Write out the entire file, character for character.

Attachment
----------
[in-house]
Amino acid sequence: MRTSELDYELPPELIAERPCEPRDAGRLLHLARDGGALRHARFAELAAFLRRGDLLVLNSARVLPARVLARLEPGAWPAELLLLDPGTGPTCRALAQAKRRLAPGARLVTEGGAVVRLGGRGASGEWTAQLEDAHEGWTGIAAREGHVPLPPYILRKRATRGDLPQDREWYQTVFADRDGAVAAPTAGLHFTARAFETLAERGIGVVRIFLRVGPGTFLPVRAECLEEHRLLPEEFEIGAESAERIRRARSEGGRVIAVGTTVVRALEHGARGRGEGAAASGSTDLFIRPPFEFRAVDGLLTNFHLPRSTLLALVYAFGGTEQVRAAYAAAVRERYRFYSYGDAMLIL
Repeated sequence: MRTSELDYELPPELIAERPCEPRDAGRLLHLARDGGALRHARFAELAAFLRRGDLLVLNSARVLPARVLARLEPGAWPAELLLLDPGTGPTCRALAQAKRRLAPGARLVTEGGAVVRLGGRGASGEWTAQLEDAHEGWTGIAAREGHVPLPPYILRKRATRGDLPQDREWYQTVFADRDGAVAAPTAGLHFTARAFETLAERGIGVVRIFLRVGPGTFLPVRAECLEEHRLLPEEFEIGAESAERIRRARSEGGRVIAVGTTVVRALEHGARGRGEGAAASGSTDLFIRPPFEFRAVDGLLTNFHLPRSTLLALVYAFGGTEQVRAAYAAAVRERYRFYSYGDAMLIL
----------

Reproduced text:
[in-house]
Amino acid sequence: MRTSELDYELPPELIAERPCEPRDAGRLLHLARDGGALRHARFAELAAFLRRGDLLVLNSARVLPARVLARLEPGAWPAELLLLDPGTGPTCRALAQAKRRLAPGARLVTEGGAVVRLGGRGASGEWTAQLEDAHEGWTGIAAREGHVPLPPYILRKRATRGDLPQDREWYQTVFADRDGAVAAPTAGLHFTARAFETLAERGIGVVRIFLRVGPGTFLPVRAECLEEHRLLPEEFEIGAESAERIRRARSEGGRVIAVGTTVVRALEHGARGRGEGAAASGSTDLFIRPPFEFRAVDGLLTNFHLPRSTLLALVYAFGGTEQVRAAYAAAVRERYRFYSYGDAMLIL
Repeated sequence: MRTSELDYELPPELIAERPCEPRDAGRLLHLARDGGALRHARFAELAAFLRRGDLLVLNSARVLPARVLARLEPGAWPAELLLLDPGTGPTCRALAQAKRRLAPGARLVTEGGAVVRLGGRGASGEWTAQLEDAHEGWTGIAAREGHVPLPPYILRKRATRGDLPQDREWYQTVFADRDGAVAAPTAGLHFTARAFETLAERGIGVVRIFLRVGPGTFLPVRAECLEEHRLLPEEFEIGAESAERIRRARSEGGRVIAVGTTVVRALEHGARGRGEGAAASGSTDLFIRPPFEFRAVDGLLTNFHLPRSTLLALVYAFGGTEQVRAAYAAAVRERYRFYSYGDAMLIL